Petraeus: Iraq Security Plan Can Work, But Will Take Time
By Gerry J. Gilmore
American Forces Press Service
WASHINGTON, Mar. 8, 2007 A new strategy that puts U.S. and Iraqi forces inside Baghdad neighborhoods to safeguard residents against insurgent and sectarian violence can work, but it’ll take time to be fully implemented, the top U.S. military commander in Iraq said in Baghdad during his first news conference today.
“We and our Iraqi partners recognize that improving security for the Iraqi people is the first step in rekindling hope,” said Army Gen. David H. Petraeus, who became Multinational Force Iraq commander Feb. 10. “The upward spiral we all want begins with Iraqi and coalition forces working together and locating in the neighborhoods those forces must secure.”
About 40 joint Iraqi-U.S. security posts have been established across Baghdad as part of the three-week-old Operation Law and Order, Petraeus said. Protecting the people, he noted, is an important component of counter-insurgency operational doctrine.
However, the operation “will take months, not days or weeks, to fully implement,” Petraeus cautioned, noting it “will have to be sustained to achieve its desired effect.”
Iraqi and coalition security forces are working in tandem during patrols throughout Baghdad and surrounding areas to locate and capture or kill insurgents, Petraeus said. Their efforts seem to bearing early fruit, he said, noting sectarian killings have been lower in Baghdad in recent weeks compared to the previous month. And, small numbers of Baghdad residents are returning to homes they’d abandoned to escape the violence, he added.
“Importantly, Iraqi and coalition forces will not just clear neighborhoods,” Petraeus said. “They will also hold them to facilitate the ‘build’ phase of the operation and help Baghdad’s residents realize aspirations beyond survival.”
As Iraqi citizens feel safer, that will set conditions for the resumption and improvement of basic services, Petraeus said. The Iraqi government, he added, has budgeted billions of dollars for infrastructure improvements and capital investment.
“This is hugely important. Indeed, Iraqis have often ranked the provision of services ahead of security in importance,” Petraeus said. “And, it is vital that the ministry representatives in the neighborhoods are able to provide for their constituents.”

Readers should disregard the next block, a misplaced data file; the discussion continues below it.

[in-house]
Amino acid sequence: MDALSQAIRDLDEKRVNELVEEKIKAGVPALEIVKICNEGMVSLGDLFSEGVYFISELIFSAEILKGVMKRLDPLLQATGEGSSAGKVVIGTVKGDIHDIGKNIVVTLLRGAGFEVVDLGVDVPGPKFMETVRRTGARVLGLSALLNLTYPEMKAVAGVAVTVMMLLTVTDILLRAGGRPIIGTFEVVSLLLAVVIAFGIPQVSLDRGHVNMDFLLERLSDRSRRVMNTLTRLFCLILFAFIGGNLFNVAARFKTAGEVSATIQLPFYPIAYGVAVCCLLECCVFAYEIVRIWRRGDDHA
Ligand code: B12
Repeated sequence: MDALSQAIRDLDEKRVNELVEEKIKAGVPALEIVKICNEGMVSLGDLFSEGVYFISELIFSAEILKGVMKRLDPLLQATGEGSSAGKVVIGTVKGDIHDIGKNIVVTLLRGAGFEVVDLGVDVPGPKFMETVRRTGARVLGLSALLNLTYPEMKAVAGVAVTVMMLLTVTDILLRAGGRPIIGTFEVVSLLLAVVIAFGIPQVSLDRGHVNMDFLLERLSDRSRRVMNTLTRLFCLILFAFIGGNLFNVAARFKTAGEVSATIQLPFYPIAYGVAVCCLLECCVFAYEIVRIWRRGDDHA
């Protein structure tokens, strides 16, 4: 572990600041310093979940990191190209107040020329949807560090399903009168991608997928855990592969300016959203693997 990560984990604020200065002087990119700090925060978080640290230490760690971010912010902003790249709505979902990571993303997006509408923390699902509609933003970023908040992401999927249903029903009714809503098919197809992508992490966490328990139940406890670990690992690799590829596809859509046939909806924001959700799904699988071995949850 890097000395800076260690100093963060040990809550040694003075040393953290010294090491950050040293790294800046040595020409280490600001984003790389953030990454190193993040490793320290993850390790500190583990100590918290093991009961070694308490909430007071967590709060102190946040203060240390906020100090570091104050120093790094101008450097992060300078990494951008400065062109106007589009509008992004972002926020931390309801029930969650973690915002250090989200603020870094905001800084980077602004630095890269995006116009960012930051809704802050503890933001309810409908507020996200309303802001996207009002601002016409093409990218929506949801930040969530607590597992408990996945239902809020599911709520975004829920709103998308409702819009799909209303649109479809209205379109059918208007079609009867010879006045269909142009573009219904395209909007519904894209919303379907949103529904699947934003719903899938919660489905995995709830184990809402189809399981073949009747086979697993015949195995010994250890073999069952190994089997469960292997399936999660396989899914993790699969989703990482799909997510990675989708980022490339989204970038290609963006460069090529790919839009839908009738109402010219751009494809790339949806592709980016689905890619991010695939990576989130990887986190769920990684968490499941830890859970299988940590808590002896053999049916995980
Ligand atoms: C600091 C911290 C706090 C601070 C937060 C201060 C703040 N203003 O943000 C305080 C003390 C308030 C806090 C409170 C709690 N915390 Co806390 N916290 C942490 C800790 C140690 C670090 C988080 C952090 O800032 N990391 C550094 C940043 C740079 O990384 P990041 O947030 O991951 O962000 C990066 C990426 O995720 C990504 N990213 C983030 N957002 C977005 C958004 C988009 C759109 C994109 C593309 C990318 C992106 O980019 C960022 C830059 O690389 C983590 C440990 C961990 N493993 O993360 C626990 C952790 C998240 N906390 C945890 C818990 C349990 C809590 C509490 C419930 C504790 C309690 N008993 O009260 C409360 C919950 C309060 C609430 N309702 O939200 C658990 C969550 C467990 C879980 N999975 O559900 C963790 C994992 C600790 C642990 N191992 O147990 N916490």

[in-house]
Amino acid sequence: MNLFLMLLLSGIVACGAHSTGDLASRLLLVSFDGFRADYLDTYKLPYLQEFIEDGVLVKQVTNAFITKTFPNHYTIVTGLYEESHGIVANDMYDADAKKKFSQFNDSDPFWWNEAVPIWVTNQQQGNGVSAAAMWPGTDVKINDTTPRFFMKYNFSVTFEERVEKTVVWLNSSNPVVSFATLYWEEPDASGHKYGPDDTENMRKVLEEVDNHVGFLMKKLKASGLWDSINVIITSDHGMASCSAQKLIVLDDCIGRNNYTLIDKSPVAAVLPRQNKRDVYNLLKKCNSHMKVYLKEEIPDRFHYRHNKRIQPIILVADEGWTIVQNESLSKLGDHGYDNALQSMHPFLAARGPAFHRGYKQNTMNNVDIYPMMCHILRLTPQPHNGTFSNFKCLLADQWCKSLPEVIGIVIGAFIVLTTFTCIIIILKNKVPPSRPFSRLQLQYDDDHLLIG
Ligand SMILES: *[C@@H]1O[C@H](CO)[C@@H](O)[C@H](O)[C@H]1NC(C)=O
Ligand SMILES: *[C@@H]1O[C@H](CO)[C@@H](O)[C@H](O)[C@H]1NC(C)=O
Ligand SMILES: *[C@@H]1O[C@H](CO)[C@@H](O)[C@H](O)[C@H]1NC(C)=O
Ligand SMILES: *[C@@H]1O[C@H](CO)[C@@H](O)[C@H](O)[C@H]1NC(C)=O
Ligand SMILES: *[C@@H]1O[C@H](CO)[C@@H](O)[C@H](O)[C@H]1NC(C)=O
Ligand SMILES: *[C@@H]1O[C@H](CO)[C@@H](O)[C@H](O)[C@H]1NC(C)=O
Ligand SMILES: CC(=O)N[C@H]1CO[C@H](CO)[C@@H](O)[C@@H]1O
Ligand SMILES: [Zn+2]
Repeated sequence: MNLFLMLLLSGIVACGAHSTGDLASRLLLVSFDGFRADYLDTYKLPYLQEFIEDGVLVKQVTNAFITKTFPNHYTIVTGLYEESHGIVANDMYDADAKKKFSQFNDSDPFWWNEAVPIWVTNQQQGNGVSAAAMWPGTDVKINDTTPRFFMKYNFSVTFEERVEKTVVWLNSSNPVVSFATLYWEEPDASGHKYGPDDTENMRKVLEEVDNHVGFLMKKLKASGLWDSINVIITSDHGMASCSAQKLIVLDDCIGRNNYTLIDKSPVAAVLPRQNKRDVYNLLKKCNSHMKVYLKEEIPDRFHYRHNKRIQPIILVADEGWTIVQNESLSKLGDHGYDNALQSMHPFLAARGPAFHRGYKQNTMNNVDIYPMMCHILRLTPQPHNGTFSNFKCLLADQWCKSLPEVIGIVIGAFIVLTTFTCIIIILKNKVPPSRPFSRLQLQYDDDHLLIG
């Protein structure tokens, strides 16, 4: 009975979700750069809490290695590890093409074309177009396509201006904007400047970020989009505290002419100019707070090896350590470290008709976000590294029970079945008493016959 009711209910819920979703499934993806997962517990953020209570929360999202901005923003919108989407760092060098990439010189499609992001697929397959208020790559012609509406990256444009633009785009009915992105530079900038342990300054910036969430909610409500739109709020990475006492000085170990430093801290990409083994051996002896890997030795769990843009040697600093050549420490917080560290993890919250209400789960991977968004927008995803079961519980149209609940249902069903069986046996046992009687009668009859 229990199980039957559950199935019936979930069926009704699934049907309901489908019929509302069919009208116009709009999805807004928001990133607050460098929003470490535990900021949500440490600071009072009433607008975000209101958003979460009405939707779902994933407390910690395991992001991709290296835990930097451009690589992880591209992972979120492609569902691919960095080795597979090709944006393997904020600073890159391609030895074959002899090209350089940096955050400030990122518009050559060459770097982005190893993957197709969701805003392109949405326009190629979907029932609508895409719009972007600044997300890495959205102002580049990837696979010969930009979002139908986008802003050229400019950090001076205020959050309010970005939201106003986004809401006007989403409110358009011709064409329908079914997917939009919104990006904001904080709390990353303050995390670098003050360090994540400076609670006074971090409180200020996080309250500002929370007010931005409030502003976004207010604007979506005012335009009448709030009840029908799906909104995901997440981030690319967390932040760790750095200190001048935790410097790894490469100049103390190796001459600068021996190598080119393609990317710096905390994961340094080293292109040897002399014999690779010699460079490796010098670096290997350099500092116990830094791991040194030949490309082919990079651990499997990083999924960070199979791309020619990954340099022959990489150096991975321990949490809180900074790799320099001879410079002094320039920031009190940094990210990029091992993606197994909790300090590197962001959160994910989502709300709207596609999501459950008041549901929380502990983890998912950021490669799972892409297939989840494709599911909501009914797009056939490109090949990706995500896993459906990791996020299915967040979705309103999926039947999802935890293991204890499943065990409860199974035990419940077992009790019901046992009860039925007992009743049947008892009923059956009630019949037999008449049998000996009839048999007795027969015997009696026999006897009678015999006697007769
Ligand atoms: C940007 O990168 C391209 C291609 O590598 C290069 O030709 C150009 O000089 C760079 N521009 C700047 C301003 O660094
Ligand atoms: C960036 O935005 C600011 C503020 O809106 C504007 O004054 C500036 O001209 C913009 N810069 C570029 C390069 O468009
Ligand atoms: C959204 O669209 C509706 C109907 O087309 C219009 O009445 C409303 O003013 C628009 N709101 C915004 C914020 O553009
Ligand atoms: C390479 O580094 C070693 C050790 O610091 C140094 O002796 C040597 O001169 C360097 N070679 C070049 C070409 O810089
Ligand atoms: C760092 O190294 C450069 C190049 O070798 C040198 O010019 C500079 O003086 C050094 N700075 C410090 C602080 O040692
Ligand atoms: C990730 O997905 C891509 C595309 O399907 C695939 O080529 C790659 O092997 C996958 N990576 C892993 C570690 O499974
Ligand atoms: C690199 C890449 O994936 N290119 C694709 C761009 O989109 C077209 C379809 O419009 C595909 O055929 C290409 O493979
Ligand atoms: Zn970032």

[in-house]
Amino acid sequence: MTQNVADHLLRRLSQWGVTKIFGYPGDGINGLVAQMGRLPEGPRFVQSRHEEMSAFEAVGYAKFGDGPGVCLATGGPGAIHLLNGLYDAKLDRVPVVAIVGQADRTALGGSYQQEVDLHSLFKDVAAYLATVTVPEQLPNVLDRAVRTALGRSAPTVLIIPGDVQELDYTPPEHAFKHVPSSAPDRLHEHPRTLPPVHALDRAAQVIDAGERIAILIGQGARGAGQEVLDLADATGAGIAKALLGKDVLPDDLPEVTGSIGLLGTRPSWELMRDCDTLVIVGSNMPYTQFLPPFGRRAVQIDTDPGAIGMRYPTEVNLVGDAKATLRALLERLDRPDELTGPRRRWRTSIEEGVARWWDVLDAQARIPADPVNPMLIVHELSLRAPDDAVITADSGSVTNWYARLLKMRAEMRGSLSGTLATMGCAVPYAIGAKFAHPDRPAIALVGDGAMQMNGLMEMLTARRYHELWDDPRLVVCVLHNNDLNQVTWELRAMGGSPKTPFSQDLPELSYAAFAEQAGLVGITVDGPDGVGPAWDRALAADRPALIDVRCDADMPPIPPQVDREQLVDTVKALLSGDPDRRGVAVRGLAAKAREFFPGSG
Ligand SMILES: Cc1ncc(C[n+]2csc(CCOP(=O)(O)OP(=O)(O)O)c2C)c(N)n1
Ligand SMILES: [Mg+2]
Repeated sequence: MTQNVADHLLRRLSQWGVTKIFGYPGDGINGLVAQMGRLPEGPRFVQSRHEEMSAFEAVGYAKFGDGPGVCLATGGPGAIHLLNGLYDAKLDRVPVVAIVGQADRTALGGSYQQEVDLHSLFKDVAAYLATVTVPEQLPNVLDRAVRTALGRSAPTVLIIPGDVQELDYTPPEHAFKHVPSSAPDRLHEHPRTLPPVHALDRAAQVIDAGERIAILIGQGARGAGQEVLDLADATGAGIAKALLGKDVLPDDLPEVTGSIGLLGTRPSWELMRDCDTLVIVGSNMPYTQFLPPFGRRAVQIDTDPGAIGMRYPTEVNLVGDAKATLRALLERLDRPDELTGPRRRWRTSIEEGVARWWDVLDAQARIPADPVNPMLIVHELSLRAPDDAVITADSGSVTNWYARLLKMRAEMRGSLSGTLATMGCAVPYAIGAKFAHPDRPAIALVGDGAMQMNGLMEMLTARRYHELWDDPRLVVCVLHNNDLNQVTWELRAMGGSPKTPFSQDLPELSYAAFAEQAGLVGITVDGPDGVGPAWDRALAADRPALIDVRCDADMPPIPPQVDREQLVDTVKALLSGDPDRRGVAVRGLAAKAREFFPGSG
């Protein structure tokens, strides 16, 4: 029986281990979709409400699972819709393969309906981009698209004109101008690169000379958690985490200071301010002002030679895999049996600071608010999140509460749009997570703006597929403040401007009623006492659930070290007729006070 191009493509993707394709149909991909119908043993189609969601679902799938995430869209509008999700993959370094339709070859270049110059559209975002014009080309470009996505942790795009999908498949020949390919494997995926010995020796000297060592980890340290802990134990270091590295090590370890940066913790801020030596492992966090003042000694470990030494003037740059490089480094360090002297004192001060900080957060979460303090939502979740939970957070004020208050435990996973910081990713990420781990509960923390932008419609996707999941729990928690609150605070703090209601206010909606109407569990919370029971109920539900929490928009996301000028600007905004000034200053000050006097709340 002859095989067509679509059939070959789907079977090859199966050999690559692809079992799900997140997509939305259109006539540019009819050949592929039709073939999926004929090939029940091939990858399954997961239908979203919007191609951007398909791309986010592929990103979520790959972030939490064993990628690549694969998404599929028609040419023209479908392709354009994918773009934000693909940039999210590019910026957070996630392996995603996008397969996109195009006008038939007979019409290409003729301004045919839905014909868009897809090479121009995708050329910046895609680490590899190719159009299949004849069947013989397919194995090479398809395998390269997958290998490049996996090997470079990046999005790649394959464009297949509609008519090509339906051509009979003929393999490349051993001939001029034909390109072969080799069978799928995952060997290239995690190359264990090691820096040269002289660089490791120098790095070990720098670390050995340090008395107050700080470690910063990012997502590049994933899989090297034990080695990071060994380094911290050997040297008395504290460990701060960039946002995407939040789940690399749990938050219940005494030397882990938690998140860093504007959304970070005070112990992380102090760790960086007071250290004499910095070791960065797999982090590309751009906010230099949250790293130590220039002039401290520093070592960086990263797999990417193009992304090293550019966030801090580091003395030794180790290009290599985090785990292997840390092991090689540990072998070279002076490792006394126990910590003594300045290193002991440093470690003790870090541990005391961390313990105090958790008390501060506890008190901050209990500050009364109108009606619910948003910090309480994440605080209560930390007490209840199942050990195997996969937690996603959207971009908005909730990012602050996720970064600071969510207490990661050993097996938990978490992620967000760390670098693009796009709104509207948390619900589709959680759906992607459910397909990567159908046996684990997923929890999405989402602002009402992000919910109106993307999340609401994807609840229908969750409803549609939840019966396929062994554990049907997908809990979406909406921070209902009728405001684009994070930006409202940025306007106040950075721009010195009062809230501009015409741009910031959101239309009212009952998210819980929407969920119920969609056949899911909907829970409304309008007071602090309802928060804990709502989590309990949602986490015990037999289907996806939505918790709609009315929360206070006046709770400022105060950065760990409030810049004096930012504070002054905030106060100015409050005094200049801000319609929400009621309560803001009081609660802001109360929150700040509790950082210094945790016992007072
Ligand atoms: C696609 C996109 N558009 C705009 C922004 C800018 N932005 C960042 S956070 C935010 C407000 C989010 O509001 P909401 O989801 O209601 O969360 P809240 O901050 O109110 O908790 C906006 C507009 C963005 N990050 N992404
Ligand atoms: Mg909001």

Additionally, a joint U.S. State Department/Defense Department initiative will double the number of Provincial Reconstruction Teams in Iraq from 10 to 20, Petraeus announced, noting the PRTs will focus their efforts on Baghdad and al Anbar province in western Iraq.
As security improves in Iraq commerce will return and local economies will grow, Petraeus said, noting that Iraqi leaders have drafted a new hydrocarbon law that calls for equitable distribution of the country’s petroleum-derived wealth among its citizens.
“Each step in this process helps reinforce the desired momentum,” the general said. “And, over time, the government and its ministries will be able to gain the population’s confidence and support by demonstrating the capability to deliver.”
Earlier this year, President Bush directed the deployment of more than 21,500 additional U.S. soldiers and Marines to Baghdad and restive areas of western Iraq to deter rising sectarian and insurgent violence. A tragic example of this violence was the Feb. 22, 2006, bombing of a holy mosque in the Iraqi city of Samarra.
“It is not in our power to turn back the clock to the day before” the mosque was bombed, Petraeus acknowledged. However, he said, it’s possible to work with the Iraqis to help improve security to enable them to contain the sectarian violence that’s torn at the country’s societal fabric over the past year.
“Indeed, our operations will endeavor to provide Iraq’s citizens and leaders a chance to mend that fabric,” Petraeus said. “If we can do this, and I do believe that Iraqi and coalition soldiers and police will be able to improve levels of security for the Iraqi population, then the Iraqi government will have the chance it needs to resolve some of the difficult issues it faces.”
Meanwhile, the build up of U.S. and Iraqi security forces continues, Petraeus said, noting that the last of the 21,500 troops constituting the original “surge” directed by the president should arrive in Iraq by early June. An additional 2,200 military police announced yesterday by Secretary of Defense Robert M. Gates should arrive in a few months, the general said.